VIFF 2015: The Anarchists
As the film still above suggests, The Anarchists includes a fair number of shots of beautiful people in black, about to rob banks or plant bombs. It is gorgeous to look at but slightly lacking in substance.
It's 1899 in Paris. Jean is a policeman. He is asked/ordered to go under cover. He works in a nail factory to meet elegant Eliseé, one of a small group of anarchists living together in the home of a friend. Jean knows just how to befriend people and he is soon embraced by the group (although one or two members do suspect him of being a snitch). He also falls for Eliseé's girlfriend, Judith. He gathers information until his superiors can catch the group in acts of terrorism.
This is an interesting study of the psychological stress of spying or working undercover at any time or in any place. The setting is lovely, but arguably irrelevant. This is really Jean's story and there are some additional angles to round out his character. He was raised in an orphanage. He father was a commuard (a supporter of the Paris Commune) who abandoned his family. Does that make Jean more wary of radical politics? Who knows. Though he is pulled into his new world, he never seems tempted to join the group for real - he remains all about the bottom line and getting ahead.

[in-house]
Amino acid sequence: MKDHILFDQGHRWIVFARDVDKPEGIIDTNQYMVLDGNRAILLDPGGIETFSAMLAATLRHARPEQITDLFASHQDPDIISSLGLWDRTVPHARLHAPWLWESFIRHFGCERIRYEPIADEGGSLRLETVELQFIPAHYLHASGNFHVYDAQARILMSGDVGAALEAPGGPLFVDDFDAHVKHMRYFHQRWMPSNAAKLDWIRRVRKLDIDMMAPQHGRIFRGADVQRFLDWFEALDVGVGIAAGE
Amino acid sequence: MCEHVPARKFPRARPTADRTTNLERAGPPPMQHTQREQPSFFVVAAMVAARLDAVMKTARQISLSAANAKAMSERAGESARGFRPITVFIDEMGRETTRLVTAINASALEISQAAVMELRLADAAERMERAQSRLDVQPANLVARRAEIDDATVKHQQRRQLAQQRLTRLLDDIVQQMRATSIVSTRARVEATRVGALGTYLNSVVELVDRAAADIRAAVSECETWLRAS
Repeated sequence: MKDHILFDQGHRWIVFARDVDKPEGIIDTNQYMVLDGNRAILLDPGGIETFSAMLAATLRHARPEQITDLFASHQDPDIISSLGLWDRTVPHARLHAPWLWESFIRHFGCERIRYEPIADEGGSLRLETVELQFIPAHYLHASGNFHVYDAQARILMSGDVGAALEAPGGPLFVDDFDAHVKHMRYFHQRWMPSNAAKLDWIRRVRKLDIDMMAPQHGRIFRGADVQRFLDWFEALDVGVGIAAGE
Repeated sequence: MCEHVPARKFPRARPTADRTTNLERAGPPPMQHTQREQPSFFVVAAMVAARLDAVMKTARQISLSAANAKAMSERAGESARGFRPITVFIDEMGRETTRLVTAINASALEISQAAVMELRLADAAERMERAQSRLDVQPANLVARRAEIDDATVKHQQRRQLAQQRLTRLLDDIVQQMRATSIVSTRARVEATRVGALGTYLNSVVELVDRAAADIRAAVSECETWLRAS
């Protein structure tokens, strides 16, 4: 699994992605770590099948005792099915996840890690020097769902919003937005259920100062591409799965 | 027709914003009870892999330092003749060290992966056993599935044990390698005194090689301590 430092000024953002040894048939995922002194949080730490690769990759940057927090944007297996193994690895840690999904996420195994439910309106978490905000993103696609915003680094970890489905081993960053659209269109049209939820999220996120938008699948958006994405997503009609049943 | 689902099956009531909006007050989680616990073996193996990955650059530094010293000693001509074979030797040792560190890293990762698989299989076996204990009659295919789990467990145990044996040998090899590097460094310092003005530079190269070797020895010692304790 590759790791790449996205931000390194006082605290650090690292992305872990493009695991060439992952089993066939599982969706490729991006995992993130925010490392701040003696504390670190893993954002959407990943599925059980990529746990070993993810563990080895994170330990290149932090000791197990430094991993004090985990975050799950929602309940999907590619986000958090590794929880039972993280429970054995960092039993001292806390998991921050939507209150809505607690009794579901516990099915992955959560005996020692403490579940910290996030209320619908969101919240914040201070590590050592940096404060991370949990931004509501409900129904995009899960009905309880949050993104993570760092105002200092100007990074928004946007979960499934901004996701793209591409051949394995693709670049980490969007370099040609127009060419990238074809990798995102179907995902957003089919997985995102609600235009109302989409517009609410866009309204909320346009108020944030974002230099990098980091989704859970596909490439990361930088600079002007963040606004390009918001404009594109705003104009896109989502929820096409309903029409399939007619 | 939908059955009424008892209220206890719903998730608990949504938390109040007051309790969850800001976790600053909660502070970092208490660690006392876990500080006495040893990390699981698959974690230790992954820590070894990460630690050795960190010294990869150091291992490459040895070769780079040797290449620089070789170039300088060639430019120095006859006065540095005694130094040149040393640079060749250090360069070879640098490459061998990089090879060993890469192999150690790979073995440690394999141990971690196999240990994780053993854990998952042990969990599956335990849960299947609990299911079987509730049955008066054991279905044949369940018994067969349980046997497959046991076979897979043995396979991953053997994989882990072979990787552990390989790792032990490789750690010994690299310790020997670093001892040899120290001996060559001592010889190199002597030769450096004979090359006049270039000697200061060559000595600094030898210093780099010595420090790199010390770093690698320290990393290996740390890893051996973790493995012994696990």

I do wish that the film had taken politics a bit more seriously. The actual beliefs of the anarchists, who are prepared to die, are peripheral, and all engage in dramatic utterances without really expressing anything. For me, Adèle Exarchopoulos (Blue Is the Warmest Colour) as Judith steals this film. She is very much hardened by her background and yet she seems to have more ideals than the men, even if the ideal has been boiled down to simply fighting together until death.
The Anarchists is a very good film which is more about looking great than offering a message.
October 3 1:30 pm at SFU Woodwards.